November 9, 2011; Source: Philadelphia InquirerFor those of us who can’t possibly read the explosion of 140-character items on topics of interest to us, the November 16 issue of the @KnightFdn summary of news and commentary from the John S. and James L. Knight Foundation is a neat compilation of the foundation’s tweets. Thank you, Knight! One of the interesting items in this issue was a clip from the TEDx conference in Philadelphia, aimed at reimagining Philadelphia for the 21st century, a program clearly supported by the Knight Foundation, as Philadelphia is one of Knight’s geographic focus areas (the Philadelphia Inquirer and the Philadelphia Daily News were members of the Knight Ridder newspaper chain until 2006). “TED” (Technology, Entertainment, and Design) was created in 1984 as a high-level conference to bring the best minds from those three worlds together, but has expanded or evolved into an elite series of gatherings and programs focused, as the TED site says, on “Ideas Worth Spreading”. TEDx programs are independently organized on a community basis, and seem to be held in many communities with increasing frequency. The TEDx website lists upcoming programs scheduled for the next couple of weeks in places such as: Bath in the U.K.; Guatemala City; San Luis Potosi, Mexico; Tampa Bay, Florida; Singapore; Johannesburg (Soweto); Austin, Texas; Doha, Qatar; Knoxville, Tennessee; and Huntsville, Alabama.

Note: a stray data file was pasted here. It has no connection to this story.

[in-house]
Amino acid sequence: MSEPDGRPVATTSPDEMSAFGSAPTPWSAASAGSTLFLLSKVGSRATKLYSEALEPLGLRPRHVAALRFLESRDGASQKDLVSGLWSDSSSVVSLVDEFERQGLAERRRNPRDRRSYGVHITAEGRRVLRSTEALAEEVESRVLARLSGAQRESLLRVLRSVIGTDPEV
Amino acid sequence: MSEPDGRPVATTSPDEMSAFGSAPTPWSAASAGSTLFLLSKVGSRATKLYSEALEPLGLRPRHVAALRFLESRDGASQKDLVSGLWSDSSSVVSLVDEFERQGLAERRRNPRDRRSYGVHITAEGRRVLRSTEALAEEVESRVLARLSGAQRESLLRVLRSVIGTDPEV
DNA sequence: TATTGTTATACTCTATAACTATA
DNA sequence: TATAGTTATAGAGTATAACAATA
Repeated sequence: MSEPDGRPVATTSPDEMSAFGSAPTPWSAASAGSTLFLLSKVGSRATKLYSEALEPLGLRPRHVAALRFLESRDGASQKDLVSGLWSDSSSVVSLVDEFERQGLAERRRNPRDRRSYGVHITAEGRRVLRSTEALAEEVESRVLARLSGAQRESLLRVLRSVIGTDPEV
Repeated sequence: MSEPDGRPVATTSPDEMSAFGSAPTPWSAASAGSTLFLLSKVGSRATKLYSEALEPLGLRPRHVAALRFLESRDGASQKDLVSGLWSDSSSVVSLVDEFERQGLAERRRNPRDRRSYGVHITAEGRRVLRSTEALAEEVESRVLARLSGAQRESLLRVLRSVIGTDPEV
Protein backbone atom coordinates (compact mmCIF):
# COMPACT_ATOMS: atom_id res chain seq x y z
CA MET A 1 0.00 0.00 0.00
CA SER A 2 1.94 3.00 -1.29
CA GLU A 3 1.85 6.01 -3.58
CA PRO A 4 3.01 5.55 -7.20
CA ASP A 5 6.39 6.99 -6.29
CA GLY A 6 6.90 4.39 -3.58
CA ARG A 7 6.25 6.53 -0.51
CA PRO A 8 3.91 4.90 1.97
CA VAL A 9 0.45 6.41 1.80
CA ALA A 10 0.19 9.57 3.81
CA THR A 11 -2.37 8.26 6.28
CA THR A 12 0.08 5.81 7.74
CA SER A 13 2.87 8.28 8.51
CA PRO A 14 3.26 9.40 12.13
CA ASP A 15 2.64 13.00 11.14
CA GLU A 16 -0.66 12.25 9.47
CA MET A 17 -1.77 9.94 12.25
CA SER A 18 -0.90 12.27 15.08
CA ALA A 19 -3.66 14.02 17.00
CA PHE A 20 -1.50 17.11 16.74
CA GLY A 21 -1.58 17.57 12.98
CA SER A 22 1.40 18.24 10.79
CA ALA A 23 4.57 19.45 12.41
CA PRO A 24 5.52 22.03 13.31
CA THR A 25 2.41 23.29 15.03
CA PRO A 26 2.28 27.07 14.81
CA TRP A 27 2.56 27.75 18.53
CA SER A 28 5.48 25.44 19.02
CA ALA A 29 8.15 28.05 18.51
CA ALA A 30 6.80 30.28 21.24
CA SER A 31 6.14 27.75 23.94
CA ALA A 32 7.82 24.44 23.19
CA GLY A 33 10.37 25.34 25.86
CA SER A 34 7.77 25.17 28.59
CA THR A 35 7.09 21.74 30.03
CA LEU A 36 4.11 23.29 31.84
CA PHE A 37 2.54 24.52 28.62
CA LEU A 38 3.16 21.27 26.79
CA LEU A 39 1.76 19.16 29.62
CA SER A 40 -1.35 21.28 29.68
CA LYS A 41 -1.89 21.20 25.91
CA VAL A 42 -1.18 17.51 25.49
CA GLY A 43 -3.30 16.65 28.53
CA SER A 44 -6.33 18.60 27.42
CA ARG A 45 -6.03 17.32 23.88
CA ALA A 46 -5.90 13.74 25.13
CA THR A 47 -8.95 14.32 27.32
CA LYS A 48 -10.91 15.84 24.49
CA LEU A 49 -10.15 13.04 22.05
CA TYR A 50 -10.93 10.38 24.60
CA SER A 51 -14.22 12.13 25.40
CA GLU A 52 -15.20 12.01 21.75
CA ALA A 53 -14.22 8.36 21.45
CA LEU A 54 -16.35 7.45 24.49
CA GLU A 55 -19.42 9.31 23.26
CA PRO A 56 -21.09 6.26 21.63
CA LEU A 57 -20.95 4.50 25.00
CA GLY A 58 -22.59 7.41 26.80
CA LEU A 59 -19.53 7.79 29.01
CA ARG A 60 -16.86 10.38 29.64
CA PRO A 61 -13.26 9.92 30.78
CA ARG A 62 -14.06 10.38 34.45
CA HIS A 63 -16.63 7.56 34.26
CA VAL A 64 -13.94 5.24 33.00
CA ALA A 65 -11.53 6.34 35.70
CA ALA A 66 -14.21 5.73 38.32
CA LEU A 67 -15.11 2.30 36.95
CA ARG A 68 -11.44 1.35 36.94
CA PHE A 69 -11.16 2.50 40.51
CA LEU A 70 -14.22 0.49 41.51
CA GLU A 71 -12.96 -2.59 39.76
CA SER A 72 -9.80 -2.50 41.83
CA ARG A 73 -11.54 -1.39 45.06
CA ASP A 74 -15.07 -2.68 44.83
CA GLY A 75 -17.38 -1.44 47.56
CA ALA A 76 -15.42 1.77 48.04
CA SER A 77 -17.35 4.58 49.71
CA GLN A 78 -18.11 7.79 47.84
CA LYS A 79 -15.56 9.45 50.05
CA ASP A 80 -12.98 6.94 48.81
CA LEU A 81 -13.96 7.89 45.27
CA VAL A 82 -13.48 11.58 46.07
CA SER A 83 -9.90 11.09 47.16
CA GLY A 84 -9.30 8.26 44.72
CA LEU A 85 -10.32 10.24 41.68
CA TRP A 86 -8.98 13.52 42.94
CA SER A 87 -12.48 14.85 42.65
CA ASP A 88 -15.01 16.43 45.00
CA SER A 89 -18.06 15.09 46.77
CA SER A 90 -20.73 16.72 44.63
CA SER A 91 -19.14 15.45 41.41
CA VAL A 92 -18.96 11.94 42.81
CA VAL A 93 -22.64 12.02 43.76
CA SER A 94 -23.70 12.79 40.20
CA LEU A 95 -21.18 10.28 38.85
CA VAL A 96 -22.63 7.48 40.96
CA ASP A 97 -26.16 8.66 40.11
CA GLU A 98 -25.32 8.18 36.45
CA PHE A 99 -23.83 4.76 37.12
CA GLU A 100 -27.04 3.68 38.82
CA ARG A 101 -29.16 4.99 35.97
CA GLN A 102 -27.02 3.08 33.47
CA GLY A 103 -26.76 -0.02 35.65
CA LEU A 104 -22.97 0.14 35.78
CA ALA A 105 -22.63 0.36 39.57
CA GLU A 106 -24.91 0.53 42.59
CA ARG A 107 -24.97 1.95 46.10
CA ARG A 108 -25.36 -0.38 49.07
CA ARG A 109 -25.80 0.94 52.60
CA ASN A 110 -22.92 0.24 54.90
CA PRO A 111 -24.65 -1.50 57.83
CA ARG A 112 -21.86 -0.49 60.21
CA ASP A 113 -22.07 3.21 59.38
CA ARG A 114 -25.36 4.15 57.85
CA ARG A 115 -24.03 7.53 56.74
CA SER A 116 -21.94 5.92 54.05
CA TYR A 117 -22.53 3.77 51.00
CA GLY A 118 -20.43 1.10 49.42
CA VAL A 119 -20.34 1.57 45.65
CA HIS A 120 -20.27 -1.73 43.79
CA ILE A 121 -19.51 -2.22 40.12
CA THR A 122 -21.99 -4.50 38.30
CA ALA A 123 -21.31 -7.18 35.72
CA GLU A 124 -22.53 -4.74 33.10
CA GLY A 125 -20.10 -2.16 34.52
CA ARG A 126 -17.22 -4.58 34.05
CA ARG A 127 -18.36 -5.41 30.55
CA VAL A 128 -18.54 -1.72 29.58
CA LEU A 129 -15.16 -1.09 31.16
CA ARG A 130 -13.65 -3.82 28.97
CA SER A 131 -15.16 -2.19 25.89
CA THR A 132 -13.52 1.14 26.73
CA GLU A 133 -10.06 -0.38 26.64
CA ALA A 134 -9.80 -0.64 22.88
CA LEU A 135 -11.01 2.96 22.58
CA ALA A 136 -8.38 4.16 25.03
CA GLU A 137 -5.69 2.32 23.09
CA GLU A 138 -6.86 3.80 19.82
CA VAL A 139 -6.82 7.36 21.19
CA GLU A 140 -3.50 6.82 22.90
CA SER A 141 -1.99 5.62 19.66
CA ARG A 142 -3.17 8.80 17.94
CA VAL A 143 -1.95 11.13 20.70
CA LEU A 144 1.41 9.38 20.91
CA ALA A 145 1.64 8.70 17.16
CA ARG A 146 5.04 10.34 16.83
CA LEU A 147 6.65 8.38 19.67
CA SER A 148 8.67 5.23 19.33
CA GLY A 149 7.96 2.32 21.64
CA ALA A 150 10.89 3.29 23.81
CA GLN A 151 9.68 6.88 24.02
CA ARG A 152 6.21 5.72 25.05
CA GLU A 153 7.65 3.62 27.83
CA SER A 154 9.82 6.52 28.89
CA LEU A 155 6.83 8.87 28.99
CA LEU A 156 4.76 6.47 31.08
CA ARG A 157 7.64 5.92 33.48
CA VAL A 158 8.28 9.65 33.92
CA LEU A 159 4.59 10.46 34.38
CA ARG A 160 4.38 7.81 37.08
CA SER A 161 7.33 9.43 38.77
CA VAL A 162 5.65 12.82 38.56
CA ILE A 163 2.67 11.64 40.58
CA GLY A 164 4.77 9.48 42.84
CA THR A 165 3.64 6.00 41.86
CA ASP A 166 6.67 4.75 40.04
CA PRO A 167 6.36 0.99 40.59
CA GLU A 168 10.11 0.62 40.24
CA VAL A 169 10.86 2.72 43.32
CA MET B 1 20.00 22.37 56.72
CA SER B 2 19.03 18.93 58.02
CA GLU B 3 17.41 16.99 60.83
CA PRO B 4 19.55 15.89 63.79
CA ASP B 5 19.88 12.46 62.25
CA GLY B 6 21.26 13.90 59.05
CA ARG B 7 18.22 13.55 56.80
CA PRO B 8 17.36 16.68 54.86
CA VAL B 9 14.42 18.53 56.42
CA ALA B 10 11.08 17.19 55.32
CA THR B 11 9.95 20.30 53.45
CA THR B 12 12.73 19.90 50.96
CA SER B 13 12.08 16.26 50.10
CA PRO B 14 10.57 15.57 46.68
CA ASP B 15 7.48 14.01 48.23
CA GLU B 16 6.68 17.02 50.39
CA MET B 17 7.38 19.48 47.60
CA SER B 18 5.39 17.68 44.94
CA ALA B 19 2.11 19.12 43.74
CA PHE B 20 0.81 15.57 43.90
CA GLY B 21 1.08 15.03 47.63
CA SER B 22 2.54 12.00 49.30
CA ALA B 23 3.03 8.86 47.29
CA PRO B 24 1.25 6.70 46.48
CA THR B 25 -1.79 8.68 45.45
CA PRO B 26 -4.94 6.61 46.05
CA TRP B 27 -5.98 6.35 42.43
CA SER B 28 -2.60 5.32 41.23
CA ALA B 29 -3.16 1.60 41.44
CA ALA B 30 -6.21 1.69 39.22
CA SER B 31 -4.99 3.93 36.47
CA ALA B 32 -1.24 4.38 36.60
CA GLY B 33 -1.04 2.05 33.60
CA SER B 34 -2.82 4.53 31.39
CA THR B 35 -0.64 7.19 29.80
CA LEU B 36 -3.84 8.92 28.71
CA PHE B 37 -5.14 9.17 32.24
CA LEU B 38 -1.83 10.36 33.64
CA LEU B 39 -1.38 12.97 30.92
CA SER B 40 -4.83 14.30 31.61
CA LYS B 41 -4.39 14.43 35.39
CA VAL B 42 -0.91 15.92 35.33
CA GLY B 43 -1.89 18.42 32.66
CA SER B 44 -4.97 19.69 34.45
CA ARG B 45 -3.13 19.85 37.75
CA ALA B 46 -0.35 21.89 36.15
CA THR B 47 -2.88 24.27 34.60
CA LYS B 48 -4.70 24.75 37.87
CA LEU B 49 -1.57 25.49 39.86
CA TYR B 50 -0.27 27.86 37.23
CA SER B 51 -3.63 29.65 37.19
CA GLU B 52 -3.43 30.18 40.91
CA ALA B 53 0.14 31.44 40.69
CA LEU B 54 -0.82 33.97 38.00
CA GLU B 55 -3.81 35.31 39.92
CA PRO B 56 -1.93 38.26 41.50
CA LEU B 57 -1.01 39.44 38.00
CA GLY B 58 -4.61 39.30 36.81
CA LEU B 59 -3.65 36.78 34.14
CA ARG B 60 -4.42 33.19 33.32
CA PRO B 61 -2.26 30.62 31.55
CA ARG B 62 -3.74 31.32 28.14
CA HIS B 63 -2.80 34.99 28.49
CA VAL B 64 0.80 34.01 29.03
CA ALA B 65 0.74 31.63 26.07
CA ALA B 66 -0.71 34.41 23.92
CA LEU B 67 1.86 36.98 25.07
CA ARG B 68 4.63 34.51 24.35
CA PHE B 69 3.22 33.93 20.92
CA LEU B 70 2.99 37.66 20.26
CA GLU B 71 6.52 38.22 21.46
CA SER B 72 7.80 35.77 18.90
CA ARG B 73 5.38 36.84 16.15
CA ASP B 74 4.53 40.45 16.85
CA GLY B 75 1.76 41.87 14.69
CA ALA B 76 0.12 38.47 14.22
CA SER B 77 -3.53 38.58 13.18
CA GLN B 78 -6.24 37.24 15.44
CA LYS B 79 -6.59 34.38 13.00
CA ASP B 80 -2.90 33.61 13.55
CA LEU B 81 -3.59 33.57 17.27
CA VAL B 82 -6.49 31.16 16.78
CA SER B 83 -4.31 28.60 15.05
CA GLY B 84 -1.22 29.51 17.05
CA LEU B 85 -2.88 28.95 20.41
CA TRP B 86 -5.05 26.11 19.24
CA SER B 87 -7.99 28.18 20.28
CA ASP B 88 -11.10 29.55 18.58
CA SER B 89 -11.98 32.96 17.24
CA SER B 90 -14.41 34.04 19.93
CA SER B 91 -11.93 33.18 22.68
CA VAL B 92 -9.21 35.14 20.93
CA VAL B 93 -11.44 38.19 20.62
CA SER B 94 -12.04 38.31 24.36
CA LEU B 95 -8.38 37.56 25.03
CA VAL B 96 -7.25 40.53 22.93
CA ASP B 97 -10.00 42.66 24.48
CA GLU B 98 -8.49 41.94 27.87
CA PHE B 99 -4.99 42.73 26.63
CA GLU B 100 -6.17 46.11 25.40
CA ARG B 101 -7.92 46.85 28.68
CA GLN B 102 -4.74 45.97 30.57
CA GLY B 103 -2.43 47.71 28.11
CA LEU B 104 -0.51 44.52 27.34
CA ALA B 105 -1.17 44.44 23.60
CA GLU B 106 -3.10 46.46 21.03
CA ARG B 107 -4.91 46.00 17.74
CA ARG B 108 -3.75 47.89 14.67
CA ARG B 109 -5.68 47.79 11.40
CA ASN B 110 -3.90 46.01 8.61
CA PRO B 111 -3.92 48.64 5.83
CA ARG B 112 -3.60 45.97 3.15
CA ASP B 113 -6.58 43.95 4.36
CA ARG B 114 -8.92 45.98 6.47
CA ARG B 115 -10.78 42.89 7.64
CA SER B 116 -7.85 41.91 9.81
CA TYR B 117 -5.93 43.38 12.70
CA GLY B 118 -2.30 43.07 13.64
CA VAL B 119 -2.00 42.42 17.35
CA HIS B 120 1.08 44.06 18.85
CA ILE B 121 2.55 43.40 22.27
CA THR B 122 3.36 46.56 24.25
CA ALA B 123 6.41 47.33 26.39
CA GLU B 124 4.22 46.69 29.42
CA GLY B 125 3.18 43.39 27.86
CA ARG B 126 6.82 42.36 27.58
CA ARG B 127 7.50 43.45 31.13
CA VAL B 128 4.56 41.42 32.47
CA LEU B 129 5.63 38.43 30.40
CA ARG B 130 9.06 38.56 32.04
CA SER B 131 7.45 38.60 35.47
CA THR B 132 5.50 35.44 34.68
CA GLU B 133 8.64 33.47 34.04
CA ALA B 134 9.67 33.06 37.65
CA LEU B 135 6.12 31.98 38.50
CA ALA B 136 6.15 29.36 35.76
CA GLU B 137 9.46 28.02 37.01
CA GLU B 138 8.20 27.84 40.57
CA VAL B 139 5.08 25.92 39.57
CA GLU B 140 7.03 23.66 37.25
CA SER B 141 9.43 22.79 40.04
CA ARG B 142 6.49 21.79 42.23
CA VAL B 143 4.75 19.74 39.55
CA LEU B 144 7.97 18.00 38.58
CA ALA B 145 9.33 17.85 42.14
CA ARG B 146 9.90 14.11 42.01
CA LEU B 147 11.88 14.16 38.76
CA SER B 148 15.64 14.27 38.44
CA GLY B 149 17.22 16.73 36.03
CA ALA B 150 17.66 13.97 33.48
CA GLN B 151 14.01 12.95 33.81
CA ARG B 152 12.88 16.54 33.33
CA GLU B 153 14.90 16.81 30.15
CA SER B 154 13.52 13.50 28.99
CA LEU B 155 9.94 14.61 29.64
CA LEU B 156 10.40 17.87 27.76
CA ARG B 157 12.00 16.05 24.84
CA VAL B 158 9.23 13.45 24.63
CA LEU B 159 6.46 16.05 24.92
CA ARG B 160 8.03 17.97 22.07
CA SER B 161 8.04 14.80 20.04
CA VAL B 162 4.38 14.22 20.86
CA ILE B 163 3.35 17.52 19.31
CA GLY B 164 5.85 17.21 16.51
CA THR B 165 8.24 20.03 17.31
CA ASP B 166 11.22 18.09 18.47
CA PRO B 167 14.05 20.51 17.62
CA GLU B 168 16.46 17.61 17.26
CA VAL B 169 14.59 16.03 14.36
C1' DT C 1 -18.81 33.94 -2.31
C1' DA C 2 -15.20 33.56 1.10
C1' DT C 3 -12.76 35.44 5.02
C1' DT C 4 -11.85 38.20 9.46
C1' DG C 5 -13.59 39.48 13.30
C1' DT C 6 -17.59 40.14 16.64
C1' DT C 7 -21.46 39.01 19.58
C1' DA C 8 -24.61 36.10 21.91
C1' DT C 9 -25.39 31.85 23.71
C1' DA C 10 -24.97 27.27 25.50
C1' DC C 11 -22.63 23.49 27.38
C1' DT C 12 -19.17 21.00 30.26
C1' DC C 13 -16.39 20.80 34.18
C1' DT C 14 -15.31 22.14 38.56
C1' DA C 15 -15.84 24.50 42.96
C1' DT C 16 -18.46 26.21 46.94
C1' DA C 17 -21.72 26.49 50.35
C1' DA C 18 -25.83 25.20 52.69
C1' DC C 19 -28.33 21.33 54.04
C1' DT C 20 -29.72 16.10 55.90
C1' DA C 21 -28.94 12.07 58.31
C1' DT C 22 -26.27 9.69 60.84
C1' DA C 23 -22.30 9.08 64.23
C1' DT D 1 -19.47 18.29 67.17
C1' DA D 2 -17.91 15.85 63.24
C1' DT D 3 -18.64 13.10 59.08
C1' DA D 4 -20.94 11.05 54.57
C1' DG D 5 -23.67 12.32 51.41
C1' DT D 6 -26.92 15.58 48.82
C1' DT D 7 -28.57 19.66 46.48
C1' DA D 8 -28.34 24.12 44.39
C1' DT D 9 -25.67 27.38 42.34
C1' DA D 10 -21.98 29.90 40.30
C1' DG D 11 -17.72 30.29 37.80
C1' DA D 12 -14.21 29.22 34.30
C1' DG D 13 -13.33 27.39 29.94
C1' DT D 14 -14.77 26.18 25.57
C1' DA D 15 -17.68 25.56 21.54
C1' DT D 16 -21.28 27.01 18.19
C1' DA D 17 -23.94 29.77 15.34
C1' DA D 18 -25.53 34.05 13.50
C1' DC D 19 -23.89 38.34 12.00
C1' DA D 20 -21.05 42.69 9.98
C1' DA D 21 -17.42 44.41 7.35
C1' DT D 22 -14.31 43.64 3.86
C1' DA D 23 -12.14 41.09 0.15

@Knight links to a press report on the TEDx program in Philadelphia, which reportedly attracted 600 people—along with “kickoff speaker Mayor Nutter”—to brainstorm new ideas about urban life in the City of Brotherly Love. Among the idea-generators were people from the Philadelphia Youth Poetry Movement, the Southeastern Pennsylvania Transportation Authority (SEPTA), and Code for America (a highly touted nonprofit from San Francisco that provides technology assistance to cities—also a Knight Foundation grantee. Although generally complimentary of the TEDx gathering, the Inquirer article noted the juxtaposition between the gathering and the nearby Occupy Philadelphia encampment. What wasn’t clear from the article was what actually happened at the event, where the discussion led, what’s going to happen next. What does a TEDx community program do for the community?

Have you been a TEDx participant? Are TEDx conferences useful, energizing, and creative “idea flea-markets”—or are they gatherings for the elite to show off their wares to each other? Tell us about your TEDx experience.—Rick Cohen